Helga Epp | idw - Informationsdienst Wissenschaft
“Lasers in Composites Symposium” in Aachen – from Science to Application
19.09.2017 | Fraunhofer-Institut für Lasertechnik ILT
I-ESA 2018 – Call for Papers
12.09.2017 | Fraunhofer-Institut für Produktionsanlagen und Konstruktionstechnik IPK
Plants and algae use the enzyme Rubisco to fix carbon dioxide, removing it from the atmosphere and converting it into biomass. Algae have figured out a way to increase the efficiency of carbon fixation. They gather most of their Rubisco into a ball-shaped microcompartment called the pyrenoid, which they flood with a high local concentration of carbon dioxide. A team of scientists at Princeton University, the Carnegie Institution for Science, Stanford University and the Max Plank Institute of Biochemistry have unravelled the mysteries of how the pyrenoid is assembled. These insights can help to engineer crops that remove more carbon dioxide from the atmosphere while producing more food.
A warming planet
Our brains house extremely complex neuronal circuits, whose detailed structures are still largely unknown. This is especially true for the so-called cerebral cortex of mammals, where among other things vision, thoughts or spatial orientation are being computed. Here the rules by which nerve cells are connected to each other are only partly understood. A team of scientists around Moritz Helmstaedter at the Frankfiurt Max Planck Institute for Brain Research and Helene Schmidt (Humboldt University in Berlin) have now discovered a surprisingly precise nerve cell connectivity pattern in the part of the cerebral cortex that is responsible for orienting the individual animal or human in space.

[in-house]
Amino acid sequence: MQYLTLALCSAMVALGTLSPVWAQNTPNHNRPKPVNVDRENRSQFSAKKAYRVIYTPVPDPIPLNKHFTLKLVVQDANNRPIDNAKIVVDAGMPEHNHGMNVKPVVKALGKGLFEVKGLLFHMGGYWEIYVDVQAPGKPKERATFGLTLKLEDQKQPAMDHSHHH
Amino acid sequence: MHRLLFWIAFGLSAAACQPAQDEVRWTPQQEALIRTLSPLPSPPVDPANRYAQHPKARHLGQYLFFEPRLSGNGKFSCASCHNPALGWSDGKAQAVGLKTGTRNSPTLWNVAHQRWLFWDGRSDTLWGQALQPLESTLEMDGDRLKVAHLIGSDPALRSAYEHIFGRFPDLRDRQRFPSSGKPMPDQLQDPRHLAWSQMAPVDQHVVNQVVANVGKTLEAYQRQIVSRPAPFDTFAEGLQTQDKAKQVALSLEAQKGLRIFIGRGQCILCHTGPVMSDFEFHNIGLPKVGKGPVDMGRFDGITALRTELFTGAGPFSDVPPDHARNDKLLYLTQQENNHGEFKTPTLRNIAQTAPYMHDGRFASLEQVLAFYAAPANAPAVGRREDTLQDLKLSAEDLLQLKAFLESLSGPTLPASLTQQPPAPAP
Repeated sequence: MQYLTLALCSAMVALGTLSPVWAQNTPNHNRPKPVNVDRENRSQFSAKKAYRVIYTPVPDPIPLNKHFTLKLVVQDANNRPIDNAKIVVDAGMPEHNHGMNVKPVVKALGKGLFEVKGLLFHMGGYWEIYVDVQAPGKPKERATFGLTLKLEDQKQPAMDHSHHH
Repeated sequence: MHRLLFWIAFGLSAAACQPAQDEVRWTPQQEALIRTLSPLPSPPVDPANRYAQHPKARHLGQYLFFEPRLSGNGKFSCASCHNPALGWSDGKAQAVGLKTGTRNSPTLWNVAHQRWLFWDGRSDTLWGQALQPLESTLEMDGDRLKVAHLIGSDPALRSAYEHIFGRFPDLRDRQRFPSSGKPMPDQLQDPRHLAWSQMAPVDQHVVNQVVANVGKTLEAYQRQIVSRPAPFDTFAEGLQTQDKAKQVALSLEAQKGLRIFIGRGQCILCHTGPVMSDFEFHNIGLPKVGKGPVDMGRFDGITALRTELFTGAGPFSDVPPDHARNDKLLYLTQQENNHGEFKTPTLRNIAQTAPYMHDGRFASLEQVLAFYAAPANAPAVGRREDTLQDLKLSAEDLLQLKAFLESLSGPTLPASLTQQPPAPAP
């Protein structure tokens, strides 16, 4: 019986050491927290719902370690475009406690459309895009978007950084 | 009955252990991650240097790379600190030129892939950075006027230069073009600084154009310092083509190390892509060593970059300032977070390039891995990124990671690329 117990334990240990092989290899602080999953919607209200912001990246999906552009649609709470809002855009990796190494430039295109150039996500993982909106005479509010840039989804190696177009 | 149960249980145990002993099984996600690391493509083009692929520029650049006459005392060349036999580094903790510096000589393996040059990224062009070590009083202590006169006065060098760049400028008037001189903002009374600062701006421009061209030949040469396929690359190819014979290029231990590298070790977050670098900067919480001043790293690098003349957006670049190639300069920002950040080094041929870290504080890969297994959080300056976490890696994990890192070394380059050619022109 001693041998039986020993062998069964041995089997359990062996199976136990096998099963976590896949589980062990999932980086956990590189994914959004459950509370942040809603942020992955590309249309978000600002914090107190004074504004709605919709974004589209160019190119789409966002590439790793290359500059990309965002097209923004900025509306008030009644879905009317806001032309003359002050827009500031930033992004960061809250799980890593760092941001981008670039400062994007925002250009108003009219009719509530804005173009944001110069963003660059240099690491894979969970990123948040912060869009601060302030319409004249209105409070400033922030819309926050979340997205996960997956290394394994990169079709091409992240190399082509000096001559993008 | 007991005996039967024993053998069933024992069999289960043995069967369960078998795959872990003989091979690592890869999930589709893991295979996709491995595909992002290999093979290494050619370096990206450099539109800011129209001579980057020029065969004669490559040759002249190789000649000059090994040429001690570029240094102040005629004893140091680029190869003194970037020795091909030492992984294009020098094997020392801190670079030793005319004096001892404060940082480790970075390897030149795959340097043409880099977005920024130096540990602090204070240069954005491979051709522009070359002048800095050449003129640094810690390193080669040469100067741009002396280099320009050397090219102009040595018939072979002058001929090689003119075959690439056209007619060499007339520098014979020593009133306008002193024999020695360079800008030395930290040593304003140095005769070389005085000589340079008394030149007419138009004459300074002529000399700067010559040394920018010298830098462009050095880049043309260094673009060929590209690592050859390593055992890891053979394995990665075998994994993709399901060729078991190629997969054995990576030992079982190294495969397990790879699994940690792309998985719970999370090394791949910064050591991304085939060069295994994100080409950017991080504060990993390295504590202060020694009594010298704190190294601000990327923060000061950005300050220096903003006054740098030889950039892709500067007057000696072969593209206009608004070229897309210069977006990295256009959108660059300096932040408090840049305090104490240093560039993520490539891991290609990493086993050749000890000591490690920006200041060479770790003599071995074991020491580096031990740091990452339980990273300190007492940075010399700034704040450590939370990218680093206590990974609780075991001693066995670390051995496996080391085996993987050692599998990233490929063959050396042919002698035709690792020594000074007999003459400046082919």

The researchers report online in Nature (Schmidt et al., 2017. Axonal synapse sorting in medial entorhinal cortex, DOI: 10.1038/nature24005) that synapses in...
Whispering gallery mode (WGM) resonators are used to make tiny micro-lasers, sensors, switches, routers and other devices. These tiny structures rely on a...
Using ultrafast flashes of laser and x-ray radiation, scientists at the Max Planck Institute of Quantum Optics (Garching, Germany) took snapshots of the briefest electron motion inside a solid material to date. The electron motion lasted only 750 billionths of the billionth of a second before it fainted, setting a new record of human capability to capture ultrafast processes inside solids!
When x-rays shine onto solid materials or large molecules, an electron is pushed away from its original place near the nucleus of the atom, leaving a hole...
For the first time, physicists have successfully imaged spiral magnetic ordering in a multiferroic material. These materials are considered highly promising candidates for future data storage media. The researchers were able to prove their findings using unique quantum sensors that were developed at Basel University and that can analyze electromagnetic fields on the nanometer scale. The results – obtained by scientists from the University of Basel’s Department of Physics, the Swiss Nanoscience Institute, the University of Montpellier and several laboratories from University Paris-Saclay – were recently published in the journal Nature.
Multiferroics are materials that simultaneously react to electric and magnetic fields. These two properties are rarely found together, and their combined...
19.09.2017 | Event News
12.09.2017 | Event News
06.09.2017 | Event News
22.09.2017 | Life Sciences
22.09.2017 | Medical Engineering
22.09.2017 | Physics and Astronomy